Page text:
This book explores the possible relations between Western types of rationality and Buddhism. It also examines some cliche;s about Buddhism and questions the old antinomies of Western culture (“faith and reason,” or “idealism and materialism”). The use of the Buddhist notion of the Two Truths as a hermeneutic device leads to a double or multiple exposure that will call into question our mental habits and force us to ask questions differently, to think “in a new key.” Double (...) Exposure is somewhat of an oddity. Written by a specialist for nonspecialists, it is not a book of vulgarization. Although it aims at a better integration of Western and Buddhist thought, it is not an exercise in comparative philosophy or religion. It is neither a contribution to Buddhist scholarship in the narrow sense, nor a contribution to some vague Western “spirituality.” Cutting across traditional disciplines and blurring established genres, it provides a leisurely but deeply insightful stroll through philosophical and literary texts, dreams, poetry, and paradoxes. (shrink)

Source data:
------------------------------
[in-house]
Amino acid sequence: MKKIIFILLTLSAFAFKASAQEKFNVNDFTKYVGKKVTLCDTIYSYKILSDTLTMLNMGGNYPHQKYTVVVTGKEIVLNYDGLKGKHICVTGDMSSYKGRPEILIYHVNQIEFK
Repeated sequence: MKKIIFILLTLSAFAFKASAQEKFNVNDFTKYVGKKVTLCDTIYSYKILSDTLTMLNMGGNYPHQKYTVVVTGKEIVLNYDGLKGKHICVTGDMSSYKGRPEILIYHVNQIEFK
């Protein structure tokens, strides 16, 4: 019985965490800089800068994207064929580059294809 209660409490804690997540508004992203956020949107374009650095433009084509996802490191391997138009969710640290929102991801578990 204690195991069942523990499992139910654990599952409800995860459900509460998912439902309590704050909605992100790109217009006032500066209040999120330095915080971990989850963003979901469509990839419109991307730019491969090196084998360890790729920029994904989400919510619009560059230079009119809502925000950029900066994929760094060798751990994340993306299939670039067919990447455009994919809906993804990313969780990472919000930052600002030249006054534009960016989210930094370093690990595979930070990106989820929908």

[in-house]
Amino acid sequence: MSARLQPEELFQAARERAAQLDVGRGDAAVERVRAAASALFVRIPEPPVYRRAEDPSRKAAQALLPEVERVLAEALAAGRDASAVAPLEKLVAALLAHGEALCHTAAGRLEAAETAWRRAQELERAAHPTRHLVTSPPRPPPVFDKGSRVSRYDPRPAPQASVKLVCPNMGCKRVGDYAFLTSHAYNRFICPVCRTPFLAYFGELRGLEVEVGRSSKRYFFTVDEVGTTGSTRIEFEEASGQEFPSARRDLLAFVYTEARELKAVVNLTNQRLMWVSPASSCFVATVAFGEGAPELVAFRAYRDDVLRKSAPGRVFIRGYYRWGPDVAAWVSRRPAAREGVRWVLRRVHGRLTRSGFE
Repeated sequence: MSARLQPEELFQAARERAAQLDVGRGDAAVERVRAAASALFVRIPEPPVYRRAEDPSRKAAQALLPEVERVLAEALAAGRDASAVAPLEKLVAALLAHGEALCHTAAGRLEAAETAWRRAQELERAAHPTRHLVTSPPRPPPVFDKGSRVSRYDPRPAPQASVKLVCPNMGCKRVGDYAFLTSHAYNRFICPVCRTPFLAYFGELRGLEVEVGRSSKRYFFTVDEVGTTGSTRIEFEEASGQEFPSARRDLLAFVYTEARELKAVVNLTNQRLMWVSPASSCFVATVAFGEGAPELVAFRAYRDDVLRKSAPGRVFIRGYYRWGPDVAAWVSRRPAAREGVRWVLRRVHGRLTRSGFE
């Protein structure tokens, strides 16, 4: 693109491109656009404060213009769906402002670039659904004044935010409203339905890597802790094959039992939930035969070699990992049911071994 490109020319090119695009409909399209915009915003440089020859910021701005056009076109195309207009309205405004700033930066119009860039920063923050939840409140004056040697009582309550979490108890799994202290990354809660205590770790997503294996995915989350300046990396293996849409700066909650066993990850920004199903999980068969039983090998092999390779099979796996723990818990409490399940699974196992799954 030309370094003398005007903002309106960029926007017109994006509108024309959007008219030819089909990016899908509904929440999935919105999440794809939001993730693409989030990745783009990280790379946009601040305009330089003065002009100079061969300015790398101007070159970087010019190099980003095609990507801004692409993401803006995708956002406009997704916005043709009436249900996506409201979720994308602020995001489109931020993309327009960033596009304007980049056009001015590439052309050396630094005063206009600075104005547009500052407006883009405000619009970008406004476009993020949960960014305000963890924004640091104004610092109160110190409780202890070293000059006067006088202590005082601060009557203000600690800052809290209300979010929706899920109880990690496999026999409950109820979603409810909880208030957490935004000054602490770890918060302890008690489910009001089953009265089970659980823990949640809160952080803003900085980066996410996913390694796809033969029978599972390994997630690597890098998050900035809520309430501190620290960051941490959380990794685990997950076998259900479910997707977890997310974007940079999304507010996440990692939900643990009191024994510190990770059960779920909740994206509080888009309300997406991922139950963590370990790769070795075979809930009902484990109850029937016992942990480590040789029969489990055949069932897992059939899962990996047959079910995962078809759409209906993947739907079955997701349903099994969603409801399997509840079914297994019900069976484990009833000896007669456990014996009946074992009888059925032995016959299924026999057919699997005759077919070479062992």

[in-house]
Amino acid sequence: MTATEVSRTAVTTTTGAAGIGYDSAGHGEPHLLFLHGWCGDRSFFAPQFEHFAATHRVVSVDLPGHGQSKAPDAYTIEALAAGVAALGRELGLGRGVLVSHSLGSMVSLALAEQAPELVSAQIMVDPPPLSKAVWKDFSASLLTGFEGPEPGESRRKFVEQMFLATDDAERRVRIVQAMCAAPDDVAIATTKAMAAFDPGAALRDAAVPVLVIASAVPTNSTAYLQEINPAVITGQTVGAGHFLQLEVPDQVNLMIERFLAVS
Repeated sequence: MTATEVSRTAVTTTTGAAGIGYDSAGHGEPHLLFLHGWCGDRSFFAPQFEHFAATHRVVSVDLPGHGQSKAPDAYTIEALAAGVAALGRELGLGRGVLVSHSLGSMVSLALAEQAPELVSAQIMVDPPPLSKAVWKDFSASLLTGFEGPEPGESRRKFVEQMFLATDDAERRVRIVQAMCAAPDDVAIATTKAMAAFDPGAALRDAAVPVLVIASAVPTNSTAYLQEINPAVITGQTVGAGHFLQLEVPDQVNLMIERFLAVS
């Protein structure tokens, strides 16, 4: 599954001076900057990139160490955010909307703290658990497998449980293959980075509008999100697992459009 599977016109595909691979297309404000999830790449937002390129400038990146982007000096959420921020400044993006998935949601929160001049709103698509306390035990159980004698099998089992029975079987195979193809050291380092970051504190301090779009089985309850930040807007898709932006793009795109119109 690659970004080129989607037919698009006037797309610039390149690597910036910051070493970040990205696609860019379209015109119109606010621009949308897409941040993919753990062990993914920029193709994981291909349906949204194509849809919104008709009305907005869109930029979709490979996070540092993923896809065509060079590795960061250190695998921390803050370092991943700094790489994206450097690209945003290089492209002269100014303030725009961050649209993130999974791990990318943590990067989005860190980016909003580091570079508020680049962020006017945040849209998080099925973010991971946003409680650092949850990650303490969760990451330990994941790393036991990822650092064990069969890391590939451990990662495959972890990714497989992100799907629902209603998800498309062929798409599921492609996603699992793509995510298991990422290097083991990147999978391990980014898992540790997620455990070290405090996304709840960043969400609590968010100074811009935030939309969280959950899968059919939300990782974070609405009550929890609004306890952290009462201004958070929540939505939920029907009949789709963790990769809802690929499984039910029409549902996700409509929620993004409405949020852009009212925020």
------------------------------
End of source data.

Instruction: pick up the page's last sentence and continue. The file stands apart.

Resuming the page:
Kant's epistemology and the Buddhist philosophy are an idealism. But these two different philosophies have in themselves the contradictory element, namely the element of the outer sense of bodies and of the inner mind. Although Kant's transcendental idealism and the school Vijnanavadin (唯識學派) acknowledge only the representations and the consciousnesses., the mind need to be affected by the outer part. In Kant's theoretical philosophy the outer sense of bodies plays an alien role. It stands outside the subject. In spite of (...) this, the subject have to relate itself to the outer element. And in the Buddhism, in order to have consciousnesses, the subject have to be transformed from the fundamental ground, the Alayavijnana (第8 識). But the Alyavijnana need to have a certain moment in order to be transformed. In my paper I have concentrated myself on the problem of relation of the mind to the matter. I have tried to see into the way in which these two philosophies develop this relation. Moreover I am also interested in the problem in relation to the theoretical, practical, and aesthetical fields. (shrink)